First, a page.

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Telehealth, virtual care, digital health—call it what you will, the future of healthcare is online. The pandemic radically accelerated the adoption of telehealth, but what’s next? How can technology help patients and practitioners focus on what’s most important—getting and staying well, both physically and mentally?
We speak with Dr. Yulun Wang, Distinguished Fellow at Teladoc Health, a leader in virtual care and digital health, about the untapped opportunities for telehealth, as well as its biggest challenges. He’ll walk through the medical workflow of the future, speculate about the role of AI in virtual care, and explain how Teladoc Health is working to bring healthcare to remote parts of the US and the world.
How did the pandemic affect the telehealth space?
COVID really advanced the adoption of telehealth. Prior to the pandemic, telehealth was growing at a nice 30% clip, but it was still only 2% or 3% of overall healthcare delivery. Then COVID hit, and everything was being done via telehealth because that was a safe way to get healthcare.
And then COVID peaked, and virtual care dropped to maybe 30% to 50% of healthcare delivery—which is still significantly above where it was prior to the pandemic. So COVID really propelled the growth of telehealth by orders of magnitude, but now we’re on a much more sustainable growth trajectory, where it is slowly being incorporated, systemically and appropriately, into all of healthcare delivery.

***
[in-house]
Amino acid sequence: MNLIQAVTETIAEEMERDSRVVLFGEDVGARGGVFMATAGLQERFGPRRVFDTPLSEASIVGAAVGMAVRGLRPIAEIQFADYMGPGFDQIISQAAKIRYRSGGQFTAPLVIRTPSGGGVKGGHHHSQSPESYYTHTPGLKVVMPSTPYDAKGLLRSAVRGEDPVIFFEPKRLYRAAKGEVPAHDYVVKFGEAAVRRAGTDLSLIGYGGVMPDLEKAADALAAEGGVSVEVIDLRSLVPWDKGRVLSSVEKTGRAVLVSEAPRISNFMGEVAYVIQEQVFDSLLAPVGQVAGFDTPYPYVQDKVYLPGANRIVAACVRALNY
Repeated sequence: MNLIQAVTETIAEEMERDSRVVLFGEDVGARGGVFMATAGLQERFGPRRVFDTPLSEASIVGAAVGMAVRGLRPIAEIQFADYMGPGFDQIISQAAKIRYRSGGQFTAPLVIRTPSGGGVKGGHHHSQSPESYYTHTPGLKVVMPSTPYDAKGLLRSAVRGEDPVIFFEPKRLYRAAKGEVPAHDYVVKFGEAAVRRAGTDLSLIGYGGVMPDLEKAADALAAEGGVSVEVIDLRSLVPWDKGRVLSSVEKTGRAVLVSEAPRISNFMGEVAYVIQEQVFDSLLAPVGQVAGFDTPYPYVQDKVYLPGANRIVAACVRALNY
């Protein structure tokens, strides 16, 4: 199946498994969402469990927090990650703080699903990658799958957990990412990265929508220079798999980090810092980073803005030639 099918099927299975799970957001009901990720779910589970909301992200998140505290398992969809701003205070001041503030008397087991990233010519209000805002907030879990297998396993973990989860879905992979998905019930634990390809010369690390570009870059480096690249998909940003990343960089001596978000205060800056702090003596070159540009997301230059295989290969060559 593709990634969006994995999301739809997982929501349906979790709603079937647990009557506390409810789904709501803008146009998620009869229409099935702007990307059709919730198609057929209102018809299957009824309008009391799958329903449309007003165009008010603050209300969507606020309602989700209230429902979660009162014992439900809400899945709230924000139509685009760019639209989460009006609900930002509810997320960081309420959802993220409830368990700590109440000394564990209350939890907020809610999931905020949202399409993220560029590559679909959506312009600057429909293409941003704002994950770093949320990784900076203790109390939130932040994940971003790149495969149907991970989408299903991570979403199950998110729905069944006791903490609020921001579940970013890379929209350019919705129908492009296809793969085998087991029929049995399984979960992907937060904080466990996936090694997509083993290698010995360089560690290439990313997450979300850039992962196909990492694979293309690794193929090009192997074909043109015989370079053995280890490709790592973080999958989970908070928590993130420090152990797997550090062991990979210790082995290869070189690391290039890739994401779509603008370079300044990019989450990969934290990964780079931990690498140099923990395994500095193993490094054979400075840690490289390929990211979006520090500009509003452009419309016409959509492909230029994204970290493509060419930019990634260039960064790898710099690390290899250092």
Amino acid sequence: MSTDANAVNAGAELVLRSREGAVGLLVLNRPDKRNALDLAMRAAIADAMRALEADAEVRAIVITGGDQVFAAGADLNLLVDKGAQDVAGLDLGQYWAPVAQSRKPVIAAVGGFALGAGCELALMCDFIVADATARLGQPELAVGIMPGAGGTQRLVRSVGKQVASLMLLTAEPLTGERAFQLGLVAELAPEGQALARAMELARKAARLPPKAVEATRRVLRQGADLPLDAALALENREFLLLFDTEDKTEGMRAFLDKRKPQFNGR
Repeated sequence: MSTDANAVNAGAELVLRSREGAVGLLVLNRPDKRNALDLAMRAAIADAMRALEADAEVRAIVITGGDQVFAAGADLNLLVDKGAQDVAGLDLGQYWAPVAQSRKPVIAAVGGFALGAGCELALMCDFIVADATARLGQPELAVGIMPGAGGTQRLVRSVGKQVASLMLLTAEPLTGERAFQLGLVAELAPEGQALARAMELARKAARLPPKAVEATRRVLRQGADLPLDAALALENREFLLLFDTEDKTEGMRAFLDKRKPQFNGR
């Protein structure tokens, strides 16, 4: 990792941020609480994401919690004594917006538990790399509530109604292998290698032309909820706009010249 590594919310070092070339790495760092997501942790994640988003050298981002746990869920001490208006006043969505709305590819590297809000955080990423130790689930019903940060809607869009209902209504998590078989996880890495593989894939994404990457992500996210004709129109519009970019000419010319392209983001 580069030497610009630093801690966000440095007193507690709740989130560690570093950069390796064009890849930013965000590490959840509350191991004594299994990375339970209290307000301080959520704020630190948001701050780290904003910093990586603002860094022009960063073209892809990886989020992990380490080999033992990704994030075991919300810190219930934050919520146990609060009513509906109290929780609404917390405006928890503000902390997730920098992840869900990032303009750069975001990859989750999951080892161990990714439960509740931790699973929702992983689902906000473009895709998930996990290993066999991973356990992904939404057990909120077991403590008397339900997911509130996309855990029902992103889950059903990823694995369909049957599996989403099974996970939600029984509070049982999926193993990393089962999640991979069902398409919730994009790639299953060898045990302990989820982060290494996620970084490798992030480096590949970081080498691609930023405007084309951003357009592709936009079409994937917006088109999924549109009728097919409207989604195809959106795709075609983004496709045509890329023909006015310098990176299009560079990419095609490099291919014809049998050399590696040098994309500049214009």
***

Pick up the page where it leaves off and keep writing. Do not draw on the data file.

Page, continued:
There are also many kinds of trends converging right now. One is the acceptance of virtual-care type of delivery. Another is the digitization of more and more healthcare capabilities—like showing the wait time in a waiting room—whether that waiting room is virtual or in person. And another thing is that healthcare is appreciating that it really needs to become very patient or consumer friendly—like other industries. People are coming in equipped with a tremendous amount of knowledge about what’s wrong with them, what they want to have taken care of, or even how to stay well. And the healthcare system has got to be able to adapt to that new kind of customer.
What do you think are some of the biggest challenges going forward?